The Impact of Blog Peer Feedback on Improving Iranian English Foreign Language Students' Writing

The Impact of Blog Peer Feedback on Improving Iranian English Foreign Language Students' Writing

Mohsen Shahrokhi (Shahreza Branch, Islamic Azad University, Iran) and Shima Taheri (Shahreza Branch, Islamic Azad University, Iran)
DOI: 10.4018/978-1-5225-0177-0.ch017


The present study is an attempt to investigate (a) whether using blog peer feedbacks have any statistically significant effect on improving Iranian students' EFL writing skill, and (b) whether participants at different proficiency levels react differently to blog peer feedbacks, as far as their writing improvement is concerned. To this end, sixty Iranian female English Foreign Language (EFL) learners were selected based on their performance on the Oxford Placement Test (OPT) and were then divided into two groups. The first thirty-participant group was taught through the conventional face-to-face method; the second thirty-participant group, which consisted of the same proficiency level members as the first group, received blog peer feedbacks as the treatment. After three months of instruction, a post-test was administered and the results were subjected to statistical analysis. The ensuing analysis revealed that using blog peer feedbacks can have a statistically significant impact upon improving the writing skills of EFL learners.
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Literature Review

There are many advantages in using the Internet, as seen in Fox’s (1998), Singhal’s (1997), and Warschauer’s (1997) studies. First, taking part in the Internet activities is intrinsically motivating for students, since they consider it as a trendy and useful tool, enabling them to be connected with the world. As English is currently the main language of the Internet, learners develop an appreciation for the usefulness of learning the language. Using the net also gives students control over their learning, enabling them to go at their own pace and choose their paths according to their individual needs. It helps in promoting learner independence and the development of learning strategies, provided that learners receive appropriate guidance (Moras, 2001).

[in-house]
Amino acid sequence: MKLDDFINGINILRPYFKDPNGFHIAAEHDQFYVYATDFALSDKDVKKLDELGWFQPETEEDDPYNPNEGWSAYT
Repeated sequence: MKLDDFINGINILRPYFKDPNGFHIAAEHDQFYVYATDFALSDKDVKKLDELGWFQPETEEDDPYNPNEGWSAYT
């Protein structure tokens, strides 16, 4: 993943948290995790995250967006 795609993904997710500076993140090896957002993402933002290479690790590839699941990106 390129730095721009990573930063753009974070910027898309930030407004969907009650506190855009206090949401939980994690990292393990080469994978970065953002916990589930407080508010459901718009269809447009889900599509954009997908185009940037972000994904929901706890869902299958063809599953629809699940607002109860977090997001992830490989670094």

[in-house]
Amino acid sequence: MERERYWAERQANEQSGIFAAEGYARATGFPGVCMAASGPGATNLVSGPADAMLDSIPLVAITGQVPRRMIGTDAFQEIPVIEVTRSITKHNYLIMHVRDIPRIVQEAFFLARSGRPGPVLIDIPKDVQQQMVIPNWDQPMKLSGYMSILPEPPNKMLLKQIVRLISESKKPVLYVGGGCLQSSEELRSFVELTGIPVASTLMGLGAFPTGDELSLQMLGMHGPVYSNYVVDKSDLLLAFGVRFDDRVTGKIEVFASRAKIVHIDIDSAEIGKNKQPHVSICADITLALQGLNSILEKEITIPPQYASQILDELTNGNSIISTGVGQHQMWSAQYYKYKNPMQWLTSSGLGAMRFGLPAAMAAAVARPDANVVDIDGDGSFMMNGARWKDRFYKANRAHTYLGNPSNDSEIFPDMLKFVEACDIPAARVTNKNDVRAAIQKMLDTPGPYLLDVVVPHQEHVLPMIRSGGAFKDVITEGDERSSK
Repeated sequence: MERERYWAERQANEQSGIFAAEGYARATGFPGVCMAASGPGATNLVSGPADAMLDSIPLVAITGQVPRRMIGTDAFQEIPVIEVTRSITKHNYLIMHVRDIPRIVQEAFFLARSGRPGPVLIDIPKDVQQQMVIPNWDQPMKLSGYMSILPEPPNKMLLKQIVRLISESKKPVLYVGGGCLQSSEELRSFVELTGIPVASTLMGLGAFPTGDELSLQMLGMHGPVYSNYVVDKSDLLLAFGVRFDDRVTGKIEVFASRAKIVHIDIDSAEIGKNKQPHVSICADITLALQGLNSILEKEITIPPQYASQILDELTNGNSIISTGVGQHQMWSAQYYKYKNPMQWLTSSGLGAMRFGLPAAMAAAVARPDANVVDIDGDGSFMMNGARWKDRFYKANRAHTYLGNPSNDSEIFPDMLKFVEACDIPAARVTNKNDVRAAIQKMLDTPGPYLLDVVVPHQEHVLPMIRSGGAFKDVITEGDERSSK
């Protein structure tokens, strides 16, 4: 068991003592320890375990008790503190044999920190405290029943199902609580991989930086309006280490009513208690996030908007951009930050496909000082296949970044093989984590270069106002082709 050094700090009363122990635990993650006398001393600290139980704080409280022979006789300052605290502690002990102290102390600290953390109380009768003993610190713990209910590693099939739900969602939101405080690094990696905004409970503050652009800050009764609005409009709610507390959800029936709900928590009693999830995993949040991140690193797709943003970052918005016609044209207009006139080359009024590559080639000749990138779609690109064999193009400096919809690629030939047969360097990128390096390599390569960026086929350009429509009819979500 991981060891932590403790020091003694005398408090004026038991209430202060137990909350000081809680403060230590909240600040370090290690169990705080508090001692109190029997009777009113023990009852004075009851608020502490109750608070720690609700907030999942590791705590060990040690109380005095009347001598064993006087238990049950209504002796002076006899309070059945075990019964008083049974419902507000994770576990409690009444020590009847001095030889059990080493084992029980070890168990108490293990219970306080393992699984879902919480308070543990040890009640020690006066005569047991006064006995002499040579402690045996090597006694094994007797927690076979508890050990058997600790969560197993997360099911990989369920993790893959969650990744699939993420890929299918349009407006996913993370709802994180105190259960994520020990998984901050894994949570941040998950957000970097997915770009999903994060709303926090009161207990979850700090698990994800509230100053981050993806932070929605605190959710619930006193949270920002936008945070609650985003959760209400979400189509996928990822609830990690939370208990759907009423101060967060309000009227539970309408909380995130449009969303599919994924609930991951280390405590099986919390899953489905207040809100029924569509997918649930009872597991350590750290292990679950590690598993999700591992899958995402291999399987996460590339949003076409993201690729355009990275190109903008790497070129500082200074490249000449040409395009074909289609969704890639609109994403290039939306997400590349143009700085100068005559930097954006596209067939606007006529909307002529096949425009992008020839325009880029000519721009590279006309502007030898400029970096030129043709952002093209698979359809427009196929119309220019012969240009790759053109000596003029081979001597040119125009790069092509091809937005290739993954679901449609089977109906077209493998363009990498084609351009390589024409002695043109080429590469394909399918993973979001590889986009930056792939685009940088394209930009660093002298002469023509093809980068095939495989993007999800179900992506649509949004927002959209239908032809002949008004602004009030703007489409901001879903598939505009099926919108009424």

Secondly, the World Wide Web (WWW) gives students instant access to a wide range of native-language materials, from newspaper and magazine articles to radio broadcasts and informal chat rooms, and also to material prepared specially for learners, such as grammar, pronunciation and vocabulary exercises and tests. Apart from retrieving information from the Internet, learners can also create their own materials and share them with partner classes or with the general public. This possibility can also generate a great deal of interest for learners, as learners communicate with a real audience (Moras, 2001). Because the internet is primarily text driven, it appeals to shy students, giving them time to think and participate in exchanges in a chat room, e-mail, or class conferencing.

Another positive outcome of the Internet use is improving reading and writing skills. Furthermore, because the language that is used on the Internet tends to be lexically and syntactically more complex than oral discourse, students can potentially gain a broader range of English. Communication with native speakers forces students to practice specific skills such as negotiation, persuasion, clarification meaning, and requesting information.

Finally, the Internet allows learners to participate in the culture of the target language and to see real language in context, away from course books and the classroom (Moras, 2001). An integral part of the internet are weblogs, which are useful for different purposes, including teaching and learning a new language.

Key Terms in this Chapter

Writing Skill: The ability to write correctly and communicatively in a language, and be able to edit it.

Peer Feedback: The use of classmates or learners at the same proficiency level in commenting on other learners’ writing performances.

Language Proficiency: The level competence of a foreign language learner that enables him/her to perform both in written and oral forms.

English Foreign Language: Learning or teaching English as a foreign language by native speakers of other languages.

Blog: A blog is an online journal that can be updated frequently by an individual and used for personal, educational, and commercial purposes.

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